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Zika virus and microcephaly: A review of the molecular interactions

Anne Micaelle Souza Montalvao

Morgana Potrich College, FAMP, Medical School, Mineiros, GO, Brazil

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Bárbara Rezende Teixeira

Morgana Potrich College, FAMP, Medical School, Mineiros, GO, Brazil

Raquel Barcelos Andrade

Morgana Potrich College, FAMP, Medical School, Mineiros, GO, Brazil

Laura Gomes Lima

University of Rio Verde, UniRV, Medical School, Rio Verde, GO, Brazil

Eriston Vieira Gomes

Morgana Potrich College, FAMP, Medical School, Mineiros, GO, Brazil

Ribeirão Preto Medical School, FMRP, University of São Paulo, USP, Ribeirão Preto, SP, Brazil

DOI: 10.15761/IMM.1000392

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The Zika virus (ZIKV) is a tropical and subtropical emergent pathogen, with main clinical manifestations of low fever, headache, myalgia, arthralgia in the small joints of the hands and feet, non-purulent conjunctivitis, ocular pain, prostration, and pruritic maculopapular rash. Furthermore, the most feared complication of this viral infection is microcephaly, caused by the interaction between ZIKV and cells from the fetal central nervous system (CNS). Identifying the mechanism and factors linked to the entry of ZIKV into human cells, particularly in the fetus during the first developmental months, is currently the greatest challenge in understanding the tropism and pathogenesis of ZIKV. Thus, this review aims to assess the ZIKV–human molecular interaction, the main cellular receptors involved in the virus and host, the viral infection process, and microcephaly neuropathogenesis. During ZIKV–human host interaction, the virus binds to host cell membrane receptors, followed by internalization (through endocytic vesicles) and inhibition of the innate immune response, similar to the normal process of receptor signaling activation. Infection of human fetuses by ZIKV leads to cell cycle deregulation, activating cell death by apoptosis, and microcephaly. Blocking the interaction between the virus and specific membrane receptors may be a good strategy to prevent ZIKV infection, particularly in pregnant women during the first months of fetal development. Thus, knowledge of the whole ZIKV–host interaction process may help in designing novel therapies or targets for drugs to prevent the death of fetal CNS cells and microcephaly.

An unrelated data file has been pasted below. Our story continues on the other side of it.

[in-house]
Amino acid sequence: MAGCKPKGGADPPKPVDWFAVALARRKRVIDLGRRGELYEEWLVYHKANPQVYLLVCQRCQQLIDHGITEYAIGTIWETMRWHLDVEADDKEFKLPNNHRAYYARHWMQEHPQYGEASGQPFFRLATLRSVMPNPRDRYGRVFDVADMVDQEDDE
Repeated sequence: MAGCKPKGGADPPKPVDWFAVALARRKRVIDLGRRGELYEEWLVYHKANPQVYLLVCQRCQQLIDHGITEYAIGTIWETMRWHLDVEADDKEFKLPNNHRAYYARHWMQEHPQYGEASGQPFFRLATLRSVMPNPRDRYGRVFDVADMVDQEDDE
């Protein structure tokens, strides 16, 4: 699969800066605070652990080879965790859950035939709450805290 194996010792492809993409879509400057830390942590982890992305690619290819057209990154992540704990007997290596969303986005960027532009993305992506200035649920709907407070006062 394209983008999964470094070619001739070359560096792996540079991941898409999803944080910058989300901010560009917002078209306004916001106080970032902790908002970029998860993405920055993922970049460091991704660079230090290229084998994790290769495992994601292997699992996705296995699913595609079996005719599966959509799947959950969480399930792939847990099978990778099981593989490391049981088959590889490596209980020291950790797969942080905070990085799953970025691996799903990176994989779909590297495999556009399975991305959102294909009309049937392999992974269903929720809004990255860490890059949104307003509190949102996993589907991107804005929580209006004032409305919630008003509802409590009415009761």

Key words

zika virus, microcephaly, neuropathogenesis, host interaction, cell membrane receptors, arboviruses


Human actions, which alter the urban environment, greatly contribute to the problem of viruses because of demographic transition. This ecological modification is linked to vector transmission, particularly in tropical countries [1]. Such viruses are defined under the nosological category, which refers to diseases caused by viruses that propagate in the population, for example dengue, chikungunya, and Zika [2]. In Brazil in recent decades, there have been four main epidemiologically arboviruses, namely, chikungunya, dengue, yellow fever, and Zika, transmitted by the same vector, Aedes aegypti. The inability to contain mosquitoes increases their capacity for migration, making the human population more likely to encounter these diseases. Common clinical manifestations caused by these arboviruses are fever, myalgia, arthralgia, rashes, and headaches [3-6]. The primary symptom of chikungunya virus (CHIKV) is polyarthralgia, which is often accompanied by joint edema, differentiating it from the symptoms caused by other arboviruses, with an inflammatory response that may progress into subacute and chronic forms. Dengue can be divided into three clinical phases: febrile, critical, and recovery. The main aggravating factor of this condition is shock, hemorrhage, and organ dysfunction [7]. Different from these aforementioned diseases, the symptoms of yellow fever are varied, ranging from icterus, albuminuria, and hemorrhages as well as the Faget sign (an increase in body temperature with a slow pulse) [8]. Zika virus (ZIKV) infection may present with asymptomatic or oligosymptomatic signs that may be resolved in 2-7 days [7]. Symptoms of these patients are usually low fever (37.8-38.5 °C), headache, myalgia, arthralgia in the small joints of the hands and feet, nonpurulent conjunctivitis, ocular pain, prostration, and pruritic maculopapular rash [9-12].

ZIKV epidemiology